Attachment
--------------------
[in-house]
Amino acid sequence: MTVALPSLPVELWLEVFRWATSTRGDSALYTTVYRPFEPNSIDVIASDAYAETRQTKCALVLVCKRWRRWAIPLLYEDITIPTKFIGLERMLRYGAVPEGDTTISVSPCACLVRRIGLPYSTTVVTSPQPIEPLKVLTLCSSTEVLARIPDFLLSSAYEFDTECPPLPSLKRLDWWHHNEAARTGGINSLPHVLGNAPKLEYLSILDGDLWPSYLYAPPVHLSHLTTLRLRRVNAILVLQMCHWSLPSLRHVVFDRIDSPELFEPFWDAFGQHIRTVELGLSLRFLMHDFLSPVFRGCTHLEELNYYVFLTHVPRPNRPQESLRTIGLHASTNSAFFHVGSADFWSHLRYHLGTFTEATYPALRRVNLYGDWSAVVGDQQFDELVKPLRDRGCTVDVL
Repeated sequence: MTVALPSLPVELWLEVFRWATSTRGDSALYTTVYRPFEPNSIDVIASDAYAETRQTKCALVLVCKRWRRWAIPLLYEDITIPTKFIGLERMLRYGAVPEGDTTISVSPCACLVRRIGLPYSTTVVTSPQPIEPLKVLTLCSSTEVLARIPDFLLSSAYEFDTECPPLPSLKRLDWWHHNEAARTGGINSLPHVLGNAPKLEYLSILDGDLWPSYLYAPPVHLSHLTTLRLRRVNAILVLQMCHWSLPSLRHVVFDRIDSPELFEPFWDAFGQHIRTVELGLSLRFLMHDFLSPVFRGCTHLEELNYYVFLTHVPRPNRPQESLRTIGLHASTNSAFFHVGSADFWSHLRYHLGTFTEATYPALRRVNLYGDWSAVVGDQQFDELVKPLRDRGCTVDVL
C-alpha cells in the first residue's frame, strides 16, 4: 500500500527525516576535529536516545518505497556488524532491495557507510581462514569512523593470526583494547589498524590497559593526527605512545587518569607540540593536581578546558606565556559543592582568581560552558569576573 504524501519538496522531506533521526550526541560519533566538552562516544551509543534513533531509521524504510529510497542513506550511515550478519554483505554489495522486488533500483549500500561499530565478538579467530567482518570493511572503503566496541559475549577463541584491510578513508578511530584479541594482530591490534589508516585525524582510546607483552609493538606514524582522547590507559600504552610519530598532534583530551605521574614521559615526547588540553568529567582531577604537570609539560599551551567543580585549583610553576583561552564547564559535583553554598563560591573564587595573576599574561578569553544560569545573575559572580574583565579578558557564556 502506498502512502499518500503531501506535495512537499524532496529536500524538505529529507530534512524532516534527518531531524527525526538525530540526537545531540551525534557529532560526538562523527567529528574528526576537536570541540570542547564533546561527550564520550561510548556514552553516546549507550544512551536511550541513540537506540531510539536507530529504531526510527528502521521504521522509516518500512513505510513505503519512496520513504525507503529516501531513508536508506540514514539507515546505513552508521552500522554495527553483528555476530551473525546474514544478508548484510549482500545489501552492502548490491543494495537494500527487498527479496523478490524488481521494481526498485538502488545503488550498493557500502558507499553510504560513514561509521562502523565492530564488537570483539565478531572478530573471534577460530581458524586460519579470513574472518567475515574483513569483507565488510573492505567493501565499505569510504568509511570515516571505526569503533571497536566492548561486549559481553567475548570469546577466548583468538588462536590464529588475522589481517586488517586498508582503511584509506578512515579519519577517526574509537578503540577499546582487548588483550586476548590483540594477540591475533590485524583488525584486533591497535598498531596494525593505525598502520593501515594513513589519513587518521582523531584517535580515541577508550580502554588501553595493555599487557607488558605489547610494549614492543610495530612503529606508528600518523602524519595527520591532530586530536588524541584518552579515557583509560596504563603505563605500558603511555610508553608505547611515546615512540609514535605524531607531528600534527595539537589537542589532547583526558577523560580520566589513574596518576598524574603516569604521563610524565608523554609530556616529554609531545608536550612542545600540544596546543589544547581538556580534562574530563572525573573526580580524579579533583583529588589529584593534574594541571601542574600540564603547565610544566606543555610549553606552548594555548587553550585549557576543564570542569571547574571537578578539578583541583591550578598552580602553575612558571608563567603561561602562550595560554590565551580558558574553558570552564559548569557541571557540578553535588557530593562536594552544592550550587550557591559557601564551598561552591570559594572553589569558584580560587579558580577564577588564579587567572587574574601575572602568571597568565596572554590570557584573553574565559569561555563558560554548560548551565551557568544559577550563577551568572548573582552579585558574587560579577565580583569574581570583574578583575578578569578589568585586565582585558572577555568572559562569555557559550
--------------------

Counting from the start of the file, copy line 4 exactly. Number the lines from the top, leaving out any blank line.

C-alpha cells in the first residue's frame, strides 16, 4: 500500500527525516576535529536516545518505497556488524532491495557507510581462514569512523593470526583494547589498524590497559593526527605512545587518569607540540593536581578546558606565556559543592582568581560552558569576573 504524501519538496522531506533521526550526541560519533566538552562516544551509543534513533531509521524504510529510497542513506550511515550478519554483505554489495522486488533500483549500500561499530565478538579467530567482518570493511572503503566496541559475549577463541584491510578513508578511530584479541594482530591490534589508516585525524582510546607483552609493538606514524582522547590507559600504552610519530598532534583530551605521574614521559615526547588540553568529567582531577604537570609539560599551551567543580585549583610553576583561552564547564559535583553554598563560591573564587595573576599574561578569553544560569545573575559572580574583565579578558557564556 502506498502512502499518500503531501506535495512537499524532496529536500524538505529529507530534512524532516534527518531531524527525526538525530540526537545531540551525534557529532560526538562523527567529528574528526576537536570541540570542547564533546561527550564520550561510548556514552553516546549507550544512551536511550541513540537506540531510539536507530529504531526510527528502521521504521522509516518500512513505510513505503519512496520513504525507503529516501531513508536508506540514514539507515546505513552508521552500522554495527553483528555476530551473525546474514544478508548484510549482500545489501552492502548490491543494495537494500527487498527479496523478490524488481521494481526498485538502488545503488550498493557500502558507499553510504560513514561509521562502523565492530564488537570483539565478531572478530573471534577460530581458524586460519579470513574472518567475515574483513569483507565488510573492505567493501565499505569510504568509511570515516571505526569503533571497536566492548561486549559481553567475548570469546577466548583468538588462536590464529588475522589481517586488517586498508582503511584509506578512515579519519577517526574509537578503540577499546582487548588483550586476548590483540594477540591475533590485524583488525584486533591497535598498531596494525593505525598502520593501515594513513589519513587518521582523531584517535580515541577508550580502554588501553595493555599487557607488558605489547610494549614492543610495530612503529606508528600518523602524519595527520591532530586530536588524541584518552579515557583509560596504563603505563605500558603511555610508553608505547611515546615512540609514535605524531607531528600534527595539537589537542589532547583526558577523560580520566589513574596518576598524574603516569604521563610524565608523554609530556616529554609531545608536550612542545600540544596546543589544547581538556580534562574530563572525573573526580580524579579533583583529588589529584593534574594541571601542574600540564603547565610544566606543555610549553606552548594555548587553550585549557576543564570542569571547574571537578578539578583541583591550578598552580602553575612558571608563567603561561602562550595560554590565551580558558574553558570552564559548569557541571557540578553535588557530593562536594552544592550550587550557591559557601564551598561552591570559594572553589569558584580560587579558580577564577588564579587567572587574574601575572602568571597568565596572554590570557584573553574565559569561555563558560554548560548551565551557568544559577550563577551568572548573582552579585558574587560579577565580583569574581570583574578583575578578569578589568585586565582585558572577555568572559562569555557559550